These numbers, though, are only for people in non-risk industries. If you are applying for a job in the cleaning, building, hotel and restaurant, or car repair industries — all of which are seen as high risk by the agency — applications can take much longer to be approved. 

For these industries, the calculator suggests a long 12-month wait for a first application and a 17-month wait for an extension. 

This is because of the higher number of unscrupulous employers in these industries who do not pay foreign workers their promised salaries, or do not fulfil other requirements in their work permit applications, such as offering adequate insurance and other benefits. 

So how do you get on the fast track for a permit? 

There are two ways to get your permit more rapidly: the so-called “certified process” and the EU’s Blue Card scheme for highly skilled employees. 

What is the certified process?

The certified process was brought in back in 2011 by the Moderate-led Alliance government to help reduce the then 12-month wait for work permits.

Under the process, bigger, more reputable Swedish companies and trusted intermediaries handling other applications for clients, such as the major international accounting firms, can become so-called “certified operators”, putting the work permit applications they handle for employees on a fast track, with much quicker processing times. 

The certified operator or the certified intermediary is then responsible for making sure applications are ‘ready for decision’, meaning the agency does not need to spend as much time on them. 
You can find answers to the most common questions about the certified process on the Migration Agency’s website

How much quicker can a decision be under the certified process? 
Under the agreement between certified employers and the Migration Agency, it should take just two weeks to process a fresh work permit application, and four weeks to get an extension. 
Unfortunately, the agency is currently taking much longer: between one and three months for a fresh application, and around five to six months for an extension.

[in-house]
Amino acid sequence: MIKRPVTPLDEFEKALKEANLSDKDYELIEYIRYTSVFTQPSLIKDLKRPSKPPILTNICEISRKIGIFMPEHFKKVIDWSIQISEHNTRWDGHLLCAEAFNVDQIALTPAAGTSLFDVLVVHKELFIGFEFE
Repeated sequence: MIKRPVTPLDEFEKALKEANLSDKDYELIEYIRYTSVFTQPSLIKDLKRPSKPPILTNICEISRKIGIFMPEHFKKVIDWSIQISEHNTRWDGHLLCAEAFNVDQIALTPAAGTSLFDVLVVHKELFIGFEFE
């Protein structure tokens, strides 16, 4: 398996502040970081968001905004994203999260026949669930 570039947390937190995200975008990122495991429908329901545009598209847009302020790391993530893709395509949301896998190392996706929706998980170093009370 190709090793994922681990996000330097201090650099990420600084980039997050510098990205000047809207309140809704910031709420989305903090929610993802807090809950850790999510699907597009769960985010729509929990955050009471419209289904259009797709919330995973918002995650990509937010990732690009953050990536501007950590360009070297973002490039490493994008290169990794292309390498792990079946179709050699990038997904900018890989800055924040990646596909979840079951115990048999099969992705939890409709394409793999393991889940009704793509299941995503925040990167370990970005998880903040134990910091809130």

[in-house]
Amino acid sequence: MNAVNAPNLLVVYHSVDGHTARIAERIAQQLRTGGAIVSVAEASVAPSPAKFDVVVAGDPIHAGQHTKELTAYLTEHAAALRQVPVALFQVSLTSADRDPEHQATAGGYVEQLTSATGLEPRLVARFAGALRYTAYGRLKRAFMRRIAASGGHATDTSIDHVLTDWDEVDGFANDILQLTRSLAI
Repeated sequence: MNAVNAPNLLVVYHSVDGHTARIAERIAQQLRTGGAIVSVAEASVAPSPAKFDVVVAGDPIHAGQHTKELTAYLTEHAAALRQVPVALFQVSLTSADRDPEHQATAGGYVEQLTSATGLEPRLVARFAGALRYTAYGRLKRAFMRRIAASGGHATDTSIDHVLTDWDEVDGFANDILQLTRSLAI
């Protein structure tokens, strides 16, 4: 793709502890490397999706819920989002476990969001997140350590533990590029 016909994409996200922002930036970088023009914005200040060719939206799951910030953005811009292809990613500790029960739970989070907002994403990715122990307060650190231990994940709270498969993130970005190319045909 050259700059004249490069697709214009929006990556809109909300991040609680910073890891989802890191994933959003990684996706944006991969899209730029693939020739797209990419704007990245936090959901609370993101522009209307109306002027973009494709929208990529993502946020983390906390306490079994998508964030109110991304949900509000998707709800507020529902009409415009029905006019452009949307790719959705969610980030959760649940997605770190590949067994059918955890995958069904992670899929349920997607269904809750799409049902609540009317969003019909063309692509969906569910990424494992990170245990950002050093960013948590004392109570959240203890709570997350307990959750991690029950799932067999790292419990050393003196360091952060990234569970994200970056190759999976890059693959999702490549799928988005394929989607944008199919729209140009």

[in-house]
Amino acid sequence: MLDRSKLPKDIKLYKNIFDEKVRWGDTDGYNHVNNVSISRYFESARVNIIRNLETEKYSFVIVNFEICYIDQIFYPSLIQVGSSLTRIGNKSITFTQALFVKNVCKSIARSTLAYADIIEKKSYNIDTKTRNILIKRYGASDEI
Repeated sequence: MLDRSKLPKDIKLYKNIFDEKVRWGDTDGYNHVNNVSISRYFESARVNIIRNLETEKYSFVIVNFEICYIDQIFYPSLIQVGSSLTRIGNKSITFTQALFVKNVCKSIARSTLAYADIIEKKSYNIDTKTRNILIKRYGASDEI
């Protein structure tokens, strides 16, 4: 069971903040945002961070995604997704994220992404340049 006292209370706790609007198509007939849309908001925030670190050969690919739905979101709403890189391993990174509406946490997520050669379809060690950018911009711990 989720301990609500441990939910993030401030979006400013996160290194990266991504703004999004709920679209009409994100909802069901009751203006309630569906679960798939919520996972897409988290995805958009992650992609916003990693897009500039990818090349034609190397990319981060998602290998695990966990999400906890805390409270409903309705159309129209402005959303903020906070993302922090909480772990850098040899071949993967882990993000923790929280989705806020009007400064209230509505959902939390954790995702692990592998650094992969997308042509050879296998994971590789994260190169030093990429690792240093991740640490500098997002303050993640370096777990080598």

This is still roughly half the time it takes for an employee seeking a permit outside the certified process. 
The Migration Agency told the Dagens Nyheter newspaper in a recent article that in September the average decision had taken 105 days, while over the year as a whole, applications for certified companies had taken 46 days, and those for non-certified companies 120 days. 

How can someone planning to move to Sweden for work take advantage of the certified process? 
Unfortunately, it is very much up to your employer. If you are planning to move to Sweden for work, you should make sure to ask prospective employers if they are certified, or sub-certified through an intermediary firm, and take that into account when deciding which company to take a job with. 
Smaller IT companies are often not certified, as they tend to start off by recruiting from within Sweden or the European Union. 
If you have begun a work permit application with a company that is not certified or sub-certified, then you cannot get onto the fast track even if your employer gets certified while you are waiting for a decision. 
The certified process can also not be used to get a work permit for an employee of a multinational company who is moving to the Swedish office from an office in another country. 
If my employer is certified, what do I need to do?
You will need to sign a document giving power of attorney to the person at your new company who is handling the application, both on behalf of yourself and of any family members you want to bring to Sweden.